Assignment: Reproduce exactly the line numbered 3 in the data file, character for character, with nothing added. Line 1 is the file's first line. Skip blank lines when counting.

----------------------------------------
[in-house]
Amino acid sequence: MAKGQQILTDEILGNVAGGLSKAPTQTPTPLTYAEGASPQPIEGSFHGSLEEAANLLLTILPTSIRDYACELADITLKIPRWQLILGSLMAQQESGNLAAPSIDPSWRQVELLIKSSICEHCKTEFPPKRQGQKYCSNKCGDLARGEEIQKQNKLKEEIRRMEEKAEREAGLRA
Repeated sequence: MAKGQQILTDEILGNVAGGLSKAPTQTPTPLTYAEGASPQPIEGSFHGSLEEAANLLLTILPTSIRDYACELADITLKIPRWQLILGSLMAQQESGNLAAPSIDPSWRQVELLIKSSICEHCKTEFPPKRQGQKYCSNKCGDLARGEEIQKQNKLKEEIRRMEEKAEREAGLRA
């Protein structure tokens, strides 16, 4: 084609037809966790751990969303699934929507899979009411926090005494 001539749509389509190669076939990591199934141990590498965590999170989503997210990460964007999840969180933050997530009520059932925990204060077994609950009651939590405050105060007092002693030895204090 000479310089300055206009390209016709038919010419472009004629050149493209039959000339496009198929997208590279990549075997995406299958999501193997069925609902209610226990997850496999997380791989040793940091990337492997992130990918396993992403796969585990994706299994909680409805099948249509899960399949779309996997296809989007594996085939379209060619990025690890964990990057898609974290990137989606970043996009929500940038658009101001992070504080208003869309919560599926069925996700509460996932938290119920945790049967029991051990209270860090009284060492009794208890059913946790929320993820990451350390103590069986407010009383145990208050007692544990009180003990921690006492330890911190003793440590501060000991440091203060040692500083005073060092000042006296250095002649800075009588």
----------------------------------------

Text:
Repeated sequence: MAKGQQILTDEILGNVAGGLSKAPTQTPTPLTYAEGASPQPIEGSFHGSLEEAANLLLTILPTSIRDYACELADITLKIPRWQLILGSLMAQQESGNLAAPSIDPSWRQVELLIKSSICEHCKTEFPPKRQGQKYCSNKCGDLARGEEIQKQNKLKEEIRRMEEKAEREAGLRA